Across Minnesota, entire grades are failing state proficiency tests, and some are trying to leverage the situation to attack charter schools that serve students left behind by traditional public schools.

The Minnesota Reformer on Tuesday pointed to 78 Minnesota public schools where not a single student in at least one grade level tested proficient in reading or math on the Minnesota Comprehensive Assessment.

Go Ad-Free, Get Content, Go Premium Today - $1 Trial

The news site gleaned the data from the Department of Education, excluding alternative and distance learning programs, to compare results among traditional and charter schools and build a narrative that one is better than the other.

“Most of the schools with extremely high failure rates – 59 of the 78 – are public charter schools,” the Reformer reports. “At more than half of those charters, fewer than 10% of the students are white, and at more than one-quarter there are no white students at all.”

The Reformer notes that some underperforming charter schools have closed their doors, but neglects to mention that traditional public schools that have failed students for years continue, often with an influx of taxpayer dollars.

The news site points to research from the Institute on Metropolitan Opportunity that claims racial segregation in charter schools is the problem, due to a “heavy concentration of nonwhite and low-income students.”

Go Ad-Free, Get Content, Go Premium Today - $1 Trial

Josh Crosson, executive director of EdAllies, a Minnesota education nonprofit, explained why that is, and what it means for charter schools working to provide alternative options to traditional public schools.

“Our system has historically failed students of color and students with disabilities due to insufficient resources and a lack of urgency in implementing student centered changes,” he said. “Blaming their educational outcomes on a family’s decision to enroll their children in culturally affirming schools deliberately overlooks our state’s long history of failing to offer adequate opportunities for historically underserved students.”

School leaders at St. Paul’s Face to Face Academy and the High School for Recording Arts said they serve a high percentage of students at risk of dropping out, including up to half who do not have a permanent residence.

“These are students who have a long history of being truant, failing classes, and are on the verge (or have already) dropped out of school,” said Darius Husain, executive director at Face to Face Academy, adding that it takes time to help students correct course.

Last year, more than half of Minnesota students in general failed to meet grade-level standards either math, reading or science, according to a WCCO review of 2023 Statewide Assessment and Accountability data.

The data released in August shows nearly 61% of students tested were not proficient in basic science, just over half failed to meet reading standards, and 54.5% could not perform grade-level math – figures that were relatively unchanged from the year prior.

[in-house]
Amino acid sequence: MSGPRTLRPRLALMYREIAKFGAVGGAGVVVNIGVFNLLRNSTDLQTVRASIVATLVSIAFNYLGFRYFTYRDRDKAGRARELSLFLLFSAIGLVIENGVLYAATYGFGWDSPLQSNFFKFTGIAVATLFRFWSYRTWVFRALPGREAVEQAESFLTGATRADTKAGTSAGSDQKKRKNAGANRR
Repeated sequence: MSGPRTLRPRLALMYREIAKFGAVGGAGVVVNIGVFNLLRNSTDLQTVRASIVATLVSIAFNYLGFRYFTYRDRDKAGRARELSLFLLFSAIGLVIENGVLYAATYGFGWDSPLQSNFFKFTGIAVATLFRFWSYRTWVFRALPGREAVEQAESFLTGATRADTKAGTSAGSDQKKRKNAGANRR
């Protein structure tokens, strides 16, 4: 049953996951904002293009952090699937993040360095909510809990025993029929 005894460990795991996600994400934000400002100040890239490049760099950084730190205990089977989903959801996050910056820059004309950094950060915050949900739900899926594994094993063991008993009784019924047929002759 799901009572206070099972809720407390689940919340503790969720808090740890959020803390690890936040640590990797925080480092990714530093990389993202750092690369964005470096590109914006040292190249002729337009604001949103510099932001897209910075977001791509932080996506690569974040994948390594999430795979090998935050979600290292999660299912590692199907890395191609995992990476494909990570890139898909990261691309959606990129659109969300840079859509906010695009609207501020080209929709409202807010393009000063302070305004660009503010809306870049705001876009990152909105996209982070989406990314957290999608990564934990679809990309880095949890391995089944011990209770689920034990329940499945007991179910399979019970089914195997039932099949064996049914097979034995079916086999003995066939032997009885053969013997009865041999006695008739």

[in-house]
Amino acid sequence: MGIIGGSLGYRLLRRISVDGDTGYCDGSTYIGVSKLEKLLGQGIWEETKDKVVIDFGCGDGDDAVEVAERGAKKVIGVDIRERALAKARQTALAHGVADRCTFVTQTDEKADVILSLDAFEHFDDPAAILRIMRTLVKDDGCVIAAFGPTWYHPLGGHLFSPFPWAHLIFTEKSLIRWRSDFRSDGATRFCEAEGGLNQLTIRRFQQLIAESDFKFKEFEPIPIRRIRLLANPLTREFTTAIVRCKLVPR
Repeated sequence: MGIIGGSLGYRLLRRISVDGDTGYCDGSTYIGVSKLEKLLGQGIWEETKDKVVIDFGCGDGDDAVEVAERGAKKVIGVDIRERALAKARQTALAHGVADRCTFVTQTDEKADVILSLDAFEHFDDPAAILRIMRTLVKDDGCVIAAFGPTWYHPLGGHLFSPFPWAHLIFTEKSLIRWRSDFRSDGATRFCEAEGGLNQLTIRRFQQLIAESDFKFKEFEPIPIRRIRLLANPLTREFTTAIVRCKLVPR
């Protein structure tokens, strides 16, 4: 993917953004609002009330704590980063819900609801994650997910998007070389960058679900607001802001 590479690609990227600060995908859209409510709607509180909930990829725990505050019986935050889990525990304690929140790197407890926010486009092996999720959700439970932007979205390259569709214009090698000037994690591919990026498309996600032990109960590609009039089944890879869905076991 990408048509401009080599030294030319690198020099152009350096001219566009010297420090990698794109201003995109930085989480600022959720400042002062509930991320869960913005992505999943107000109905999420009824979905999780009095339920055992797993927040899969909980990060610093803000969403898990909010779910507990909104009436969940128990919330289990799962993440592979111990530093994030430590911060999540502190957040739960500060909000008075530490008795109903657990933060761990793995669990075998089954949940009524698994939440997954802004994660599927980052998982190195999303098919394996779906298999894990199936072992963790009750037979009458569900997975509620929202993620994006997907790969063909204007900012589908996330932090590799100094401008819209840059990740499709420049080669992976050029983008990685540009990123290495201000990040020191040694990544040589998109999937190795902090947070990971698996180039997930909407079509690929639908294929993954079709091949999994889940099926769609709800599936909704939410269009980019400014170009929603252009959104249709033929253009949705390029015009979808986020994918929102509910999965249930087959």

“These statewide assessment results reinforce what we and other states around the country already know—our students, families, school communities, and educators are continuing to recover from the pandemic and need our support,” Commissioner Willie Jett said at the time. “This data is important as one part of a broader set of measures that tell us how our students and families are doing and what we need to do in partnership with our school communities to provide support for students to not only recover, but also excel.”

The dismal student performance prompted lawmakers to increase the education budget, the state’s largest line item, by $2.3 billion in the last legislative session. The state also received $1.3 billion in federal COVID relief for learning recovery.

The focus on charters distracts from thousands of students who remain in traditional public schools that have also produced zero proficiency on state tests, such as Brooklyn Center Middle School, where all 107 six-graders failed the math assessment last year.

In rural Cass County’s Northland Community School District, not a single high school student met state standards for math, according to the Reformer.

There was also zero proficiency in fifth grade math at Crossroads Montessori in Ramsey County, in fourth grade reading at Crest View Elementary in Hennepin County, in eighth grade reading at Butterfield Secondary in Watonwan County, in sixth grade math at Brooklyn Center Middle School in Hennepin County, and in eighth grade math at Belgrade-Brooten-Elrosa High School in Sterns County.

Several of those schools have predominantly white student bodies.

“There are inequities in our society and some are really deep and complex,” Tony Simmons, executive director of the High School for Recording Arts in St. Paul, told the Reformer. “Charters are ready to take on some of the most difficult challenges around re-engaging young people.”

“Our kids, no matter their backgrounds, have incredible potential and with the right supports, they can succeed,” Crosson told the news site.